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A pile of oatmeal raisin cookies on a marble plattter.

Oatmeal Raisin Cookies

These classic Oatmeal Raisin cookies are soft, chewy, and so delicious. And the recipe is a cinch!
Course Dessert
Cuisine American
Prep Time 15 minutes
Cook Time 15 minutes
Total Time 30 minutes
Servings 24 cookies
Calories 113kcal



  • Adjust oven racks to the upper-middle and lower-middle positions. Preheat oven to 350 degrees. Line 2 rimmed baking sheets with parchment paper or silicone mats.
  • In a medium bowl or on a piece of parchment paper, sift together flour, baking soda, cinnamon, nutmeg, and salt. Set aside.
  • In a standing mixer fit with the paddle attachment, or with an electric mixer on high speed, cream butter until pale and fluffy. Add the granulated and brown sugars and beat until the mixture is smooth.
  • Add egg and vanilla and beat on low speed until blended, scraping down the sides of the bowl as necessary.
  • Add the flour mixture in batches (about 1/4 cup at a time) and mix on low speed until just blended. Add the oats and raisins and stir until just combined.
  • Working with 1 heaping tablespoon of dough at a time, scoop dough into 1 1/2-inch balls and drop on prepared baking sheets about 2 inches apart. (I use the OXO medium cookie scoop, a size 40 portioner, and do 12 scoops of dough per baking sheet). You should have 24 cookies.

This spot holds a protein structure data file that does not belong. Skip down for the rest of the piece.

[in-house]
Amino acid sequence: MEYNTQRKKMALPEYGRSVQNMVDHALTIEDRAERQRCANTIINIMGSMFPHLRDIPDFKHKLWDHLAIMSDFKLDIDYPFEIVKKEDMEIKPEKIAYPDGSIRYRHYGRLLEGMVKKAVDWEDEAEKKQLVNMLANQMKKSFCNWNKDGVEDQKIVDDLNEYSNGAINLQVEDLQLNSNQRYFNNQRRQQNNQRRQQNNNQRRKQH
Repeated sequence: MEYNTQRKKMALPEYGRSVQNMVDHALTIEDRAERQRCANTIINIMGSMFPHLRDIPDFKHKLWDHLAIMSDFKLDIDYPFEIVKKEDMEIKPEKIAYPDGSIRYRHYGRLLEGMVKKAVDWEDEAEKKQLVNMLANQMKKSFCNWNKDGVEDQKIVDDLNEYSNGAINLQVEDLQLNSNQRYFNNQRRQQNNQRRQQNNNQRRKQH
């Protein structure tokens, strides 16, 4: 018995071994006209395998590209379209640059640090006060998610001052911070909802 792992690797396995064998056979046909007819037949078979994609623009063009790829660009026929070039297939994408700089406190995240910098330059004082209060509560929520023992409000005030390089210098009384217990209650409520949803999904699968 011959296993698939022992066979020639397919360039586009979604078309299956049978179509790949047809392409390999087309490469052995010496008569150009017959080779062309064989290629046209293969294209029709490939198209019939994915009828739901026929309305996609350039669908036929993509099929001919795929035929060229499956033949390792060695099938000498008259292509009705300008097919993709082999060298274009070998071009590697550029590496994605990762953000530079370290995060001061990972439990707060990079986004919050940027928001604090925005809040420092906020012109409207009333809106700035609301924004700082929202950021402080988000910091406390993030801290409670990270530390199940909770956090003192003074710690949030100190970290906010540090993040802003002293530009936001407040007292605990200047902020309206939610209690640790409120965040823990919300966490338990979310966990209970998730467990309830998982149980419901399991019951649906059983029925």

• Bake until the cookies are golden brown, about 12-15 minutes. Transfer to wire racks and cool completely.


  1. Cinnamon and nutmeg: Cinnamon is almost always in these cookies, but I also add freshly grated nutmeg as an extra secret ingredient.
  2. Butter: Cold butter usually softens up in about 30 minutes when left out at room temperature (much longer if frozen). To soften butter in the microwave, cut each stick of butter in half, unwrap, and place on a microwave-safe plate. Then cook the butter at 10% power (that’s ten percent!) for 1 minute. Afterward, gently press on the butter with your finger. If still too firm, cook for another 40 seconds at 10% power.
  3. Rolled oats: Old-fashioned whole rolled oats are flattened and round in appearance. Instant (quick oats) can be used too, but the cookie will be less chewy. Don't use steel cut oats (also known as Scottish or Irish oats).
  4. Raisins: If your raisins are dried out, plump them up by soaking them in some warm water before adding them to the dough. Pat dry with a paper towel after soaking. If you're not a fan of raisins, you can also use dried cranberries, currants, nuts, or chocolate chips instead.
  5. Yield: This recipe makes 24 cookies, but you can make more or less depending on the size of the dough balls. Just be sure to adjust your baking time if you do.
  6. Storage: Store leftovers in an airtight container for up to 1 week.
  7. Freezer: Portion out the cookie dough into balls and freeze to bake later. Bake them straight from the oven at 350 degrees for 13 to 16 minutes.


Serving: 1cookie | Calories: 113kcal | Carbohydrates: 17g | Protein: 1g | Fat: 4g | Saturated Fat: 3g | Polyunsaturated Fat: 0.3g | Monounsaturated Fat: 1g | Trans Fat: 0.2g | Cholesterol: 18mg | Sodium: 72mg | Potassium: 58mg | Fiber: 1g | Sugar: 9g | Vitamin A: 130IU | Vitamin C: 0.2mg | Calcium: 10mg | Iron: 1mg